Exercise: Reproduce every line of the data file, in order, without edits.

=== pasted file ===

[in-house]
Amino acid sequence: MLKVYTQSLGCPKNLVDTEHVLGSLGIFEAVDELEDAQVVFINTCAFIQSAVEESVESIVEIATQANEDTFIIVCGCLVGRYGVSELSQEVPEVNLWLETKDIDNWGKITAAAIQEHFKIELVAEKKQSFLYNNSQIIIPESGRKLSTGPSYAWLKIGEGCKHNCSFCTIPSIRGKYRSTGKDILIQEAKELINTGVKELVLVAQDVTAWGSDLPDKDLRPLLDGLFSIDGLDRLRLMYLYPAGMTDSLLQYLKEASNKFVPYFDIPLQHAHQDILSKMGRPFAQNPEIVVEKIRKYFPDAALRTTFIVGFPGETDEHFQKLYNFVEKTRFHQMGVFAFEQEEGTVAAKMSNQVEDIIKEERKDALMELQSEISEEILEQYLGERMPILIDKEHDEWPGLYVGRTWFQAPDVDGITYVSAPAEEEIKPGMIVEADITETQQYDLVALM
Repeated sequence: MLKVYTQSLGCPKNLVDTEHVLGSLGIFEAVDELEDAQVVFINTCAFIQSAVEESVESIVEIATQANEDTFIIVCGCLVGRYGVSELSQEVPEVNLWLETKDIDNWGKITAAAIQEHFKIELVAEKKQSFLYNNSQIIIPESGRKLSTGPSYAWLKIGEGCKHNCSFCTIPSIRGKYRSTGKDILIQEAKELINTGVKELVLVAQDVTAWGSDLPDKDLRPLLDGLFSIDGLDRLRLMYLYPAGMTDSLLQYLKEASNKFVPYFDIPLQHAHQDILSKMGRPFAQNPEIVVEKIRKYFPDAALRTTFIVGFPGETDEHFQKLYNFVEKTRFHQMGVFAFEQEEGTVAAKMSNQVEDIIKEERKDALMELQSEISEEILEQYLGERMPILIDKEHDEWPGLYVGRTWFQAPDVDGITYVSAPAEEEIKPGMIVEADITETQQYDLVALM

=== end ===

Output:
[in-house]
Amino acid sequence: MLKVYTQSLGCPKNLVDTEHVLGSLGIFEAVDELEDAQVVFINTCAFIQSAVEESVESIVEIATQANEDTFIIVCGCLVGRYGVSELSQEVPEVNLWLETKDIDNWGKITAAAIQEHFKIELVAEKKQSFLYNNSQIIIPESGRKLSTGPSYAWLKIGEGCKHNCSFCTIPSIRGKYRSTGKDILIQEAKELINTGVKELVLVAQDVTAWGSDLPDKDLRPLLDGLFSIDGLDRLRLMYLYPAGMTDSLLQYLKEASNKFVPYFDIPLQHAHQDILSKMGRPFAQNPEIVVEKIRKYFPDAALRTTFIVGFPGETDEHFQKLYNFVEKTRFHQMGVFAFEQEEGTVAAKMSNQVEDIIKEERKDALMELQSEISEEILEQYLGERMPILIDKEHDEWPGLYVGRTWFQAPDVDGITYVSAPAEEEIKPGMIVEADITETQQYDLVALM
Repeated sequence: MLKVYTQSLGCPKNLVDTEHVLGSLGIFEAVDELEDAQVVFINTCAFIQSAVEESVESIVEIATQANEDTFIIVCGCLVGRYGVSELSQEVPEVNLWLETKDIDNWGKITAAAIQEHFKIELVAEKKQSFLYNNSQIIIPESGRKLSTGPSYAWLKIGEGCKHNCSFCTIPSIRGKYRSTGKDILIQEAKELINTGVKELVLVAQDVTAWGSDLPDKDLRPLLDGLFSIDGLDRLRLMYLYPAGMTDSLLQYLKEASNKFVPYFDIPLQHAHQDILSKMGRPFAQNPEIVVEKIRKYFPDAALRTTFIVGFPGETDEHFQKLYNFVEKTRFHQMGVFAFEQEEGTVAAKMSNQVEDIIKEERKDALMELQSEISEEILEQYLGERMPILIDKEHDEWPGLYVGRTWFQAPDVDGITYVSAPAEEEIKPGMIVEADITETQQYDLVALM